By Ariel Zwang
My grandfather, Sidney Riback, graduated from the Jewish Theological Seminary in 1936, and my early memories of him were formed in the 1960s. His rabbinate was of course quite different from that of 21st-century rabbis. He was hilarious and affectionate at home, but to the congregation, he and my grandmother were “Rabbi and Hilda.” He wore a mitre-like tall kipah and academic gown during services—black year-round, and white for the high holidays. And he was always treated with reverence.
When I was a child, our family spent the Yamim Nora’im – the High Holy Days, the Days of Awe – with my grandparents in Philadelphia. And all the awe that a child could feel was concentrated in seeing my grandfather “fall korim” during the Great Aleinu – kneel, then prostrate himself, then jump up.
Because kneeling, let alone prostrating, seems so antithetical to Jews – seeing the communal leaders so plainly demonstrating their submission to God in this extraordinary way has retained its power for me throughout the decades.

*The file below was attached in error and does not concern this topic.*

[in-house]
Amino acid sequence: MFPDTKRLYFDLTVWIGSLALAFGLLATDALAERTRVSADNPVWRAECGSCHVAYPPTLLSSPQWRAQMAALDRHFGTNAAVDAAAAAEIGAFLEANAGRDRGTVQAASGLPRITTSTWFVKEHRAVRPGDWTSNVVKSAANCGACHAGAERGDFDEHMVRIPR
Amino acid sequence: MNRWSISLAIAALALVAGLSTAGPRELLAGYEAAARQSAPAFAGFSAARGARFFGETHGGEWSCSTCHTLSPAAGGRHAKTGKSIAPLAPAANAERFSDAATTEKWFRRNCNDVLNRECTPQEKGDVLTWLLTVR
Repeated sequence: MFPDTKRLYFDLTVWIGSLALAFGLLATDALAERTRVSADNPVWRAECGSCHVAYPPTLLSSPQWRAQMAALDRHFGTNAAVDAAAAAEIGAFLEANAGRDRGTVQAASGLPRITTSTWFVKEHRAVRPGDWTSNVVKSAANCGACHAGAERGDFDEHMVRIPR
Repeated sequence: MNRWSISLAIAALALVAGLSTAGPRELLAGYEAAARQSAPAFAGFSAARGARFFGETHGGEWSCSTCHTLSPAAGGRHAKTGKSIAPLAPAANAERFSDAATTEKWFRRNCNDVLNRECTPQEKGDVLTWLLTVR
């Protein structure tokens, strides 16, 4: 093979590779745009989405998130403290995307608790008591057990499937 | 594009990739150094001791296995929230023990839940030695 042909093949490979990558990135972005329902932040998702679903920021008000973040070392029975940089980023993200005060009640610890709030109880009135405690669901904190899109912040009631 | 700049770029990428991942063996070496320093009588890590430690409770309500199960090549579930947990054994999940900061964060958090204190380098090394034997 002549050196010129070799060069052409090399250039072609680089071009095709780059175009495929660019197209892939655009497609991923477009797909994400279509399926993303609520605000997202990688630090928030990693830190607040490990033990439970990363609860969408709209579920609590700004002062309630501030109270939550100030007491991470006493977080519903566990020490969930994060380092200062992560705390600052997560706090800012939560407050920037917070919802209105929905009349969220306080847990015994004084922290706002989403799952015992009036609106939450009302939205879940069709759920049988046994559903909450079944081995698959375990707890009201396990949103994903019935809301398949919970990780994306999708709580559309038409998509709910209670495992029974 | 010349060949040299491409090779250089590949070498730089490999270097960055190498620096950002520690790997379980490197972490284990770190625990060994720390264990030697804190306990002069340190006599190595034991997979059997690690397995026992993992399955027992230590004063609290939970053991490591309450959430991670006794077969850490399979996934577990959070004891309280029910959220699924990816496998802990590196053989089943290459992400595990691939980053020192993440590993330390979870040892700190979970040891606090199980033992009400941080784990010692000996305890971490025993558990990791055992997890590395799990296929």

Some habits of thought die hard. I’ve attended Orthodox High Holy Day services over the years where the whole congregation “falls korim,” and of course that is the custom at BJ as well. For me, childish though I may remain, this action still feels like the province of the clergy. But – regardless of whether the clergy is joined by the congregation – the practice of “falling korim” is, for me, one of the most affecting parts of the High Holy Day season.
About Ariel Zwang
Ariel and her family have belonged to BJ for the better part of 25 years, and Ariel recently joined the board. She is the CEO of Safe Horizon, and has spent her career doing anti-poverty work.